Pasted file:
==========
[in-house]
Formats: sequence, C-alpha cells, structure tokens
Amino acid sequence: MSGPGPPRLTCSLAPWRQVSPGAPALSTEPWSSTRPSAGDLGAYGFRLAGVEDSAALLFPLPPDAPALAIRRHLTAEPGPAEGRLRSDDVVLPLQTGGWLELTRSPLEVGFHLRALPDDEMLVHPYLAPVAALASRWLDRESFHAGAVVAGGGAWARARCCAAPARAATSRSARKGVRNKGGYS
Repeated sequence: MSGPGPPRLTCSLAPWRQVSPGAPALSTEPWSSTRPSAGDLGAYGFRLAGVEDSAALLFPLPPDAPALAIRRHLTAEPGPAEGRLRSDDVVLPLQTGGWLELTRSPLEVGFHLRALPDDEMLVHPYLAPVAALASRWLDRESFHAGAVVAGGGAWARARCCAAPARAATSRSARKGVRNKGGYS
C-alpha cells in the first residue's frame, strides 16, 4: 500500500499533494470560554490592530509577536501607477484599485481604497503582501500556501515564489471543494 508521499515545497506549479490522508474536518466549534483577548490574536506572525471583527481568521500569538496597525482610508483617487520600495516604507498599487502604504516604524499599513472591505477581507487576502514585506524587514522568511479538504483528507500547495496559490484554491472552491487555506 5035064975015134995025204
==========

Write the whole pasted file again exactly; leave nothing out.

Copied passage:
[in-house]
Formats: sequence, C-alpha cells, structure tokens
Amino acid sequence: MSGPGPPRLTCSLAPWRQVSPGAPALSTEPWSSTRPSAGDLGAYGFRLAGVEDSAALLFPLPPDAPALAIRRHLTAEPGPAEGRLRSDDVVLPLQTGGWLELTRSPLEVGFHLRALPDDEMLVHPYLAPVAALASRWLDRESFHAGAVVAGGGAWARARCCAAPARAATSRSARKGVRNKGGYS
Repeated sequence: MSGPGPPRLTCSLAPWRQVSPGAPALSTEPWSSTRPSAGDLGAYGFRLAGVEDSAALLFPLPPDAPALAIRRHLTAEPGPAEGRLRSDDVVLPLQTGGWLELTRSPLEVGFHLRALPDDEMLVHPYLAPVAALASRWLDRESFHAGAVVAGGGAWARARCCAAPARAATSRSARKGVRNKGGYS
C-alpha cells in the first residue's frame, strides 16, 4: 500500500499533494470560554490592530509577536501607477484599485481604497503582501500556501515564489471543494 508521499515545497506549479490522508474536518466549534483577548490574536506572525471583527481568521500569538496597525482610508483617487520600495516604507498599487502604504516604524499599513472591505477581507487576502514585506524587514522568511479538504483528507500547495496559490484554491472552491487555506 5035064975015134995025204